By Emily Leclerc and Charlene N. Rivera-Bonet, Waisman Science Writers
Two Waisman investigators were recently awarded a new professor title track at UW-Madison. Tracy Hagemann, PhD, and Yunlong Tao, PhD, were named research professors and are the first two to hold this title at the Waisman Center and among the first with the title on the UW-Madison campus.
The research professor title is a new non-tenure track position that allows investigators to focus on research efforts without teaching responsibilities. Research professors are expected to obtain their own extramural funding and conduct high quality research. They may also mentor graduate students, provide laboratory-based teaching, and serve on graduate student committees and as primary advisors.
Hagemann, previously a senior scientist, is now an associate research professor and Tao an assistant research professor. For Hagemann, the move to apply for the title, was a practical one. “I have been working with Albee Messing, VMD, PhD, in his Alexander disease lab for nearly 20 years,” Hagemann says. “With his retirement several years ago, it felt like it was time to become more independent, apply for my own grants, and run my own lab.” Messing is professor emeritus of comparative biosciences and a former director of the Waisman Center.
Hagemann will continue to research Alexander disease, a rare and often fatal neurological disorder that causes the destruction of the white matter in the brain, building on the work she has done with Messing over the last several decades. This new title allows Hagemann to focus solely on her research as she works to shed light on the causes and consequences of Alexander disease.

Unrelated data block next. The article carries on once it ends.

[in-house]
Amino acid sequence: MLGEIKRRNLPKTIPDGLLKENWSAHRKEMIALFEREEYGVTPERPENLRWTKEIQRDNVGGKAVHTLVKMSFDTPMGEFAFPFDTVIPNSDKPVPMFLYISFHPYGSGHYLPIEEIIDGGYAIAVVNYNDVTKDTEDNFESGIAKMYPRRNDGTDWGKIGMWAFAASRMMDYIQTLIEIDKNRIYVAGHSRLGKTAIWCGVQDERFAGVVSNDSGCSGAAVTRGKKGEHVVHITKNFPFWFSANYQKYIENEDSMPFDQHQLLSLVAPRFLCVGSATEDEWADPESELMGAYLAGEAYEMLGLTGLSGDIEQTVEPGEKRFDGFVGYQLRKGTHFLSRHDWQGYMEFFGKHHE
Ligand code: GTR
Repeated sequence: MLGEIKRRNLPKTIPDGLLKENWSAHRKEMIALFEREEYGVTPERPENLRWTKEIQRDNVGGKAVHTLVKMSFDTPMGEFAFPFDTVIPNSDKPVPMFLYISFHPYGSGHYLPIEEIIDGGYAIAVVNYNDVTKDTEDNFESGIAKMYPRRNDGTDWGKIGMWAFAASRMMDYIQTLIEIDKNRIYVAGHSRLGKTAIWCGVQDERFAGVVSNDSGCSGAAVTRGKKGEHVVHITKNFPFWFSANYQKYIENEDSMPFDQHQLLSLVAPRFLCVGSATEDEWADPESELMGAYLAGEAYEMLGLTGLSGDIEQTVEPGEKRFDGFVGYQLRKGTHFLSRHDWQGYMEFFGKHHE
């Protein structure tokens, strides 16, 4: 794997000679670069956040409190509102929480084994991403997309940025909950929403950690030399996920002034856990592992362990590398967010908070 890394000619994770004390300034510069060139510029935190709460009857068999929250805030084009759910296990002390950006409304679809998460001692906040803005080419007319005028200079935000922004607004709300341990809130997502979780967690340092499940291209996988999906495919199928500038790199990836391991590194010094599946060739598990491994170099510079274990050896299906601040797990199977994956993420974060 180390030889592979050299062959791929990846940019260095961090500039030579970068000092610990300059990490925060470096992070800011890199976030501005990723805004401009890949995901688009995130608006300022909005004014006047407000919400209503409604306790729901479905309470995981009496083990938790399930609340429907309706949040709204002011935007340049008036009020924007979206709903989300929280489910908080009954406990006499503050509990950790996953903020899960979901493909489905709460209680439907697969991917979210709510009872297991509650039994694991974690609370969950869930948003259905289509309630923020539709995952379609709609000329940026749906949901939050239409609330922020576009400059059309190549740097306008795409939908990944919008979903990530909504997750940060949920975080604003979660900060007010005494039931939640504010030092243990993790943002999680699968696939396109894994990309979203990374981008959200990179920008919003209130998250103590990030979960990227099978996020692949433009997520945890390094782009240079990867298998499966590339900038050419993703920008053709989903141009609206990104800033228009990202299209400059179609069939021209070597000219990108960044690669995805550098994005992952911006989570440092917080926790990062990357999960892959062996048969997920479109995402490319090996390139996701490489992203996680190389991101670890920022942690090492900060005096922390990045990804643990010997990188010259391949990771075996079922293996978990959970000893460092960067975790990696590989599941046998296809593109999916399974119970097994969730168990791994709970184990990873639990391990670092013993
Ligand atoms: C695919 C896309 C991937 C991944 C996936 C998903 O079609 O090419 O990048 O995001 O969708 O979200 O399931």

Tao, a former postdoctoral student and assistant scientist in the lab of Su-Chun Zhang, MD, PhD, a professor or neuroscience and neurology, plans to use stem cells to study therapeutic approaches for retinal disorders and other neurological diseases in his lab. Tao is thrilled by the opportunities the new title affords him. “I’m very excited about this offer,” Tao says. “With this title I can do my own research in the field I’m interested in, apply for my own grants, and provide support to my own postdocs.”
Both Hagemann and Tao’s new titles were confirmed in February 2022 and they are both excited to move forward with their important work.
|Your support makes a difference. Donate now to advance knowledge about human development, developmental disabilities, and neurodegenerative diseases through research, services, training, and community outreach.||DONATE NOW|